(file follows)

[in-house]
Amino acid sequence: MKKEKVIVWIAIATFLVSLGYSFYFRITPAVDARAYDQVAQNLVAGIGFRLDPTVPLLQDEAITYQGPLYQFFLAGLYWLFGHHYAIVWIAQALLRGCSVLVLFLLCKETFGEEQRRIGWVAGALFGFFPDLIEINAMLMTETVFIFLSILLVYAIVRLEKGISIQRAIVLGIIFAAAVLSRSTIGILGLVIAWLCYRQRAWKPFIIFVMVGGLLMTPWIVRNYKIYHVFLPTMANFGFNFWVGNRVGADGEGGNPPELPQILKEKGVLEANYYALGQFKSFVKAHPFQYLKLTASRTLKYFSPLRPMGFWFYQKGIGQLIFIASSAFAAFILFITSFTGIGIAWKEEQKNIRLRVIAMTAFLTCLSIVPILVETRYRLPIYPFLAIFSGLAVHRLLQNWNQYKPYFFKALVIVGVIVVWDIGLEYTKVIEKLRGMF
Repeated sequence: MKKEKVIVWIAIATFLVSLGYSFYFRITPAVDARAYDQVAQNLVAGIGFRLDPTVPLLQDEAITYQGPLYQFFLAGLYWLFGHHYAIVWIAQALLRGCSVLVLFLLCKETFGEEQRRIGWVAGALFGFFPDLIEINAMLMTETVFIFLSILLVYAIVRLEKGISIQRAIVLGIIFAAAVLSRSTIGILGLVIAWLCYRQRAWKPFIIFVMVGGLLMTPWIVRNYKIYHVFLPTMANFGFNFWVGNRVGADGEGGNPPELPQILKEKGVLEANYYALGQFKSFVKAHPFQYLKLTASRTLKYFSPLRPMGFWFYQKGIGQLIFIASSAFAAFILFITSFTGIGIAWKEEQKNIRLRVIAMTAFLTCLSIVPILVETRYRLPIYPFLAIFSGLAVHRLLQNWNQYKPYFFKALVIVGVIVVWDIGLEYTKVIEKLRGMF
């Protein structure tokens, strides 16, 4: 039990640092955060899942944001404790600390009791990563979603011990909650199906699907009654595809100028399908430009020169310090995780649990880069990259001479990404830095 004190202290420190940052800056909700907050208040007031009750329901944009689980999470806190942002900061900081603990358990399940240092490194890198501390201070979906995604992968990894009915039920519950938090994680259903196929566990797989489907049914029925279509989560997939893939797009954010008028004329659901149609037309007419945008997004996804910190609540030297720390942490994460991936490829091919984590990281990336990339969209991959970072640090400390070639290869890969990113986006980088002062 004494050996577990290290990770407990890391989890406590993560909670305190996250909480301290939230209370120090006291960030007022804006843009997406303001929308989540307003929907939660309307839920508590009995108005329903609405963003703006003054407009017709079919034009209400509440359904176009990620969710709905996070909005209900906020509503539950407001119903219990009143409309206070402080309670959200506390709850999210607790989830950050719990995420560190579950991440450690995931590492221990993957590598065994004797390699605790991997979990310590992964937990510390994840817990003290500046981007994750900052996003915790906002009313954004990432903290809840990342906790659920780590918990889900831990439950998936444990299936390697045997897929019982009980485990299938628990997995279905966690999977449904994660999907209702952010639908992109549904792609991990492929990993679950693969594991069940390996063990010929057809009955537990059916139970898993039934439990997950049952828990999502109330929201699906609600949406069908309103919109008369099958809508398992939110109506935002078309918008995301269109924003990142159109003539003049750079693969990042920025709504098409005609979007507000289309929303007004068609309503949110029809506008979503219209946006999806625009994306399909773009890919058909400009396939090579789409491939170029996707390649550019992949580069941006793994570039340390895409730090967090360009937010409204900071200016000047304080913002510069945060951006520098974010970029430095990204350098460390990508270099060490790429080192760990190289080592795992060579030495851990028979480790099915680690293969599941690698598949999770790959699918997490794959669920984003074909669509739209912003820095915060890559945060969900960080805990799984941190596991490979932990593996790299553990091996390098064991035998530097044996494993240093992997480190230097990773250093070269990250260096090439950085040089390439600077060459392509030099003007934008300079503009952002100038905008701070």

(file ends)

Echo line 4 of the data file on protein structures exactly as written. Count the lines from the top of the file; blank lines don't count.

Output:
């Protein structure tokens, strides 16, 4: 039990640092955060899942944001404790600390009791990563979603011990909650199906699907009654595809100028399908430009020169310090995780649990880069990259001479990404830095 004190202290420190940052800056909700907050208040007031009750329901944009689980999470806190942002900061900081603990358990399940240092490194890198501390201070979906995604992968990894009915039920519950938090994680259903196929566990797989489907049914029925279509989560997939893939797009954010008028004329659901149609037309007419945008997004996804910190609540030297720390942490994460991936490829091919984590990281990336990339969209991959970072640090400390070639290869890969990113986006980088002062 004494050996577990290290990770407990890391989890406590993560909670305190996250909480301290939230209370120090006291960030007022804006843009997406303001929308989540307003929907939660309307839920508590009995108005329903609405963003703006003054407009017709079919034009209400509440359904176009990620969710709905996070909005209900906020509503539950407001119903219990009143409309206070402080309670959200506390709850999210607790989830950050719990995420560190579950991440450690995931590492221990993957590598065994004797390699605790991997979990310590992964937990510390994840817990003290500046981007994750900052996003915790906002009313954004990432903290809840990342906790659920780590918990889900831990439950998936444990299936390697045997897929019982009980485990299938628990997995279905966690999977449904994660999907209702952010639908992109549904792609991990492929990993679950693969594991069940390996063990010929057809009955537990059916139970898993039934439990997950049952828990999502109330929201699906609600949406069908309103919109008369099958809508398992939110109506935002078309918008995301269109924003990142159109003539003049750079693969990042920025709504098409005609979007507000289309929303007004068609309503949110029809506008979503219209946006999806625009994306399909773009890919058909400009396939090579789409491939170029996707390649550019992949580069941006793994570039340390895409730090967090360009937010409204900071200016000047304080913002510069945060951006520098974010970029430095990204350098460390990508270099060490790429080192760990190289080592795992060579030495851990028979480790099915680690293969599941690698598949999770790959699918997490794959669920984003074909669509739209912003820095915060890559945060969900960080805990799984941190596991490979932990593996790299553990091996390098064991035998530097044996494993240093992997480190230097990773250093070269990250260096090439950085040089390439600077060459392509030099003007934008300079503009952002100038905008701070």